George Jung, the inspiration behind Johnny Depp’s character in Ted Demme’s 2001 film, Blow, has been released from behind bars after practically completing his 20-year prison sentence.
Jung is credited with being the first to establish a major pipeline from Colombia to the United States, essentially creating the American cocaine market in the 1970s and ’80s. Jung, nicknamed “Boston George,” was one of the biggest players in the cocaine trade and was believed to be responsible for nearly 90% of the coke in America at the time.
Initially, George Jung was in the business of transporting marijuana from the west coast to Amherst, Mass. once he learned of the demand for it back east. He then realized that getting pot down in Mexico and smuggling it into the States was way more lucrative.
After a turn of events that resulted in Jung getting caught smuggling pot, he was sent to federal prison in Danbury, Conn. but only ended up doing a short stint there. What’s more important is that this would be a major factor in how he was to eventually become such a high profile drug smuggler. Danbury is where Jung was to meet his future cocaine connect as well as learn quite a lot about drug smuggling and money laundering.
In an interview he gave with Frontline back in 2000, Jung said “You could more or less learn anything you wanted to learn in there in reference to illicit activities. It was basically a school. My bunk mate was Carlos Lehder, he said he was from Colombia and he spoke excellent English.” Lehder was to become a Colombian drug lord and founder of the Medellin Cartel.
Jung went on to describe how their partnership was hatched.
“Carlos and I spent close to a year together, working and planning every day…Carlos never ceased, never stopped. He was like a student is, constantly pumping people’s brains about money laundering, about this, about that. About automobiles, about airplanes, about boats. In fact there was a guy in there for smuggling with boats and he spent hours and hours with him learning navigation, and there was a president of a bank in there and he pumped him constantly about the banking system in America and how one can launder money, and he kept files and files on everything. He kept notes constantly.”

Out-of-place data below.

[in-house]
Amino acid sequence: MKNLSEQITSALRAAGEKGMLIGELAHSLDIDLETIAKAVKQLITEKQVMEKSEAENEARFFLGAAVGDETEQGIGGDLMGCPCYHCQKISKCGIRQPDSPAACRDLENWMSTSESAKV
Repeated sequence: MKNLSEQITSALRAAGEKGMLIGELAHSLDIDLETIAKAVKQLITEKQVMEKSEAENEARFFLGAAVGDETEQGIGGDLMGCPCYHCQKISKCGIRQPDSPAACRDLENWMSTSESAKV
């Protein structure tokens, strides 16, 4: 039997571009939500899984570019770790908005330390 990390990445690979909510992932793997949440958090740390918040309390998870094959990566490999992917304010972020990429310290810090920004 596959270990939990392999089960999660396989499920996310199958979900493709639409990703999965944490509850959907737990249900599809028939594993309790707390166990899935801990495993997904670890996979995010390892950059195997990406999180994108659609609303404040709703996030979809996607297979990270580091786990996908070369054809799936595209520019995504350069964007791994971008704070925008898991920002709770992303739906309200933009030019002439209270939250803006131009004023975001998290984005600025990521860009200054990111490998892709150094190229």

At the height of his success as a cocaine dealer, Jung’s lifestyle could put to shame that of even the most famous of Hollywood stars.
“I was a guy who had a lot of money and unlimited access to cocaine and even if I looked like Bela Lugosi I still had the most beautiful women on the planet because everybody at that time, especially women, were in love with cocaine and of course in love with the money — the access to the automobiles, the clothes, the dinners, the lifestyle. Basically I was no different than a rock star or a movie star. I was a coke star.”
It all came crashing down when Jung was sentenced back in 1994 for 60 years in prison.
Even from behind bars, Jung’s celebrity thrived. Besides being the focus of a major motion picture, he has also been featured in a number of true crime programs for television as well as in the documentary Cocaine Cowboys, which details the Medellin Cartel. And whenever Blow is aired on television, Jung’s name becomes a popular internet search item.
Originally scheduled to be released from the Federal Correctional Facility in Fort Dix, New Jersey on Thanksgiving Day 2014, Jung was released early and placed at a halfway house somewhere on the west coast of the U.S.
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